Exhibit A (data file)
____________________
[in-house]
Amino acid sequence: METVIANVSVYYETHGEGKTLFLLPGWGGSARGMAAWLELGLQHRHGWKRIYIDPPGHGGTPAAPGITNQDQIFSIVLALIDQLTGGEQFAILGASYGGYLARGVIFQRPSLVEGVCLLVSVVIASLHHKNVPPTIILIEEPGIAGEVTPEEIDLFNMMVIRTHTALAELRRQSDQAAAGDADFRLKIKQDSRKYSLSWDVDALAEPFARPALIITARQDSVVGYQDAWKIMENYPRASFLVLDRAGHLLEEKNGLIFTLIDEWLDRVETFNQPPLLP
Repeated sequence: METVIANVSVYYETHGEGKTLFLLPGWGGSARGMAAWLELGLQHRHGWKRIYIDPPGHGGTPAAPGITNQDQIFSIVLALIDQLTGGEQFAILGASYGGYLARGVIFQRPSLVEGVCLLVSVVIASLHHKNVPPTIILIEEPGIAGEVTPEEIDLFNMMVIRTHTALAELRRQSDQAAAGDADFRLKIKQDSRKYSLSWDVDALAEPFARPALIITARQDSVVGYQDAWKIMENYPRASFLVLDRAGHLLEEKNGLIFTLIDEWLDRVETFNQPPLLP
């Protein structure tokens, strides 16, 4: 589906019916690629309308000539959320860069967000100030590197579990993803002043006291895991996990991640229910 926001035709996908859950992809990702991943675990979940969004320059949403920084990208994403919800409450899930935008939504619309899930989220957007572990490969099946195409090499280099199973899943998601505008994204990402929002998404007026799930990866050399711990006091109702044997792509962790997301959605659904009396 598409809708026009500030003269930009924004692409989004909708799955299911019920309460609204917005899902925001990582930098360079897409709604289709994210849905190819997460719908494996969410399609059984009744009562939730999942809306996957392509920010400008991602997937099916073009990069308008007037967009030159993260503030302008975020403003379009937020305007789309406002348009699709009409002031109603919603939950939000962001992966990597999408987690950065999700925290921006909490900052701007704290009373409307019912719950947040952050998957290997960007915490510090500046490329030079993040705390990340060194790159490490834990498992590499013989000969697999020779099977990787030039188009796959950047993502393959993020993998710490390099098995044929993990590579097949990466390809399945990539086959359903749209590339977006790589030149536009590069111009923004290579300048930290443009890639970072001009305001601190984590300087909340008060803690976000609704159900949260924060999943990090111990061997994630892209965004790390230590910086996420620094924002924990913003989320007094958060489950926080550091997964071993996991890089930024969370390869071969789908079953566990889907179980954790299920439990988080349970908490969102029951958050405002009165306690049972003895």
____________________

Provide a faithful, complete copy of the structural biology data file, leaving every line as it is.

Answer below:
[in-house]
Amino acid sequence: METVIANVSVYYETHGEGKTLFLLPGWGGSARGMAAWLELGLQHRHGWKRIYIDPPGHGGTPAAPGITNQDQIFSIVLALIDQLTGGEQFAILGASYGGYLARGVIFQRPSLVEGVCLLVSVVIASLHHKNVPPTIILIEEPGIAGEVTPEEIDLFNMMVIRTHTALAELRRQSDQAAAGDADFRLKIKQDSRKYSLSWDVDALAEPFARPALIITARQDSVVGYQDAWKIMENYPRASFLVLDRAGHLLEEKNGLIFTLIDEWLDRVETFNQPPLLP
Repeated sequence: METVIANVSVYYETHGEGKTLFLLPGWGGSARGMAAWLELGLQHRHGWKRIYIDPPGHGGTPAAPGITNQDQIFSIVLALIDQLTGGEQFAILGASYGGYLARGVIFQRPSLVEGVCLLVSVVIASLHHKNVPPTIILIEEPGIAGEVTPEEIDLFNMMVIRTHTALAELRRQSDQAAAGDADFRLKIKQDSRKYSLSWDVDALAEPFARPALIITARQDSVVGYQDAWKIMENYPRASFLVLDRAGHLLEEKNGLIFTLIDEWLDRVETFNQPPLLP
């Protein structure tokens, strides 16, 4: 589906019916690629309308000539959320860069967000100030590197579990993803002043006291895991996990991640229910 926001035709996908859950992809990702991943675990979940969004320059949403920084990208994403919800409450899930935008939504619309899930989220957007572990490969099946195409090499280099199973899943998601505008994204990402929002998404007026799930990866050399711990006091109702044997792509962790997301959605659904009396 598409809708026009500030003269930009924004692409989004909708799955299911019920309460609204917005899902925001990582930098360079897409709604289709994210849905190819997460719908494996969410399609059984009744009562939730999942809306996957392509920010400008991602997937099916073009990069308008007037967009030159993260503030302008975020403003379009937020305007789309406002348009699709009409002031109603919603939950939000962001992966990597999408987690950065999700925290921006909490900052701007704290009373409307019912719950947040952050998957290997960007915490510090500046490329030079993040705390990340060194790159490490834990498992590499013989000969697999020779099977990787030039188009796959950047993502393959993020993998710490390099098995044929993990590579097949990466390809399945990539086959359903749209590339977006790589030149536009590069111009923004290579300048930290443009890639970072001009305001601190984590300087909340008060803690976000609704159900949260924060999943990090111990061997994630892209965004790390230590910086996420620094924002924990913003989320007094958060489950926080550091997964071993996991890089930024969370390869071969789908079953566990889907179980954790299920439990988080349970908490969102029951958050405002009165306690049972003895």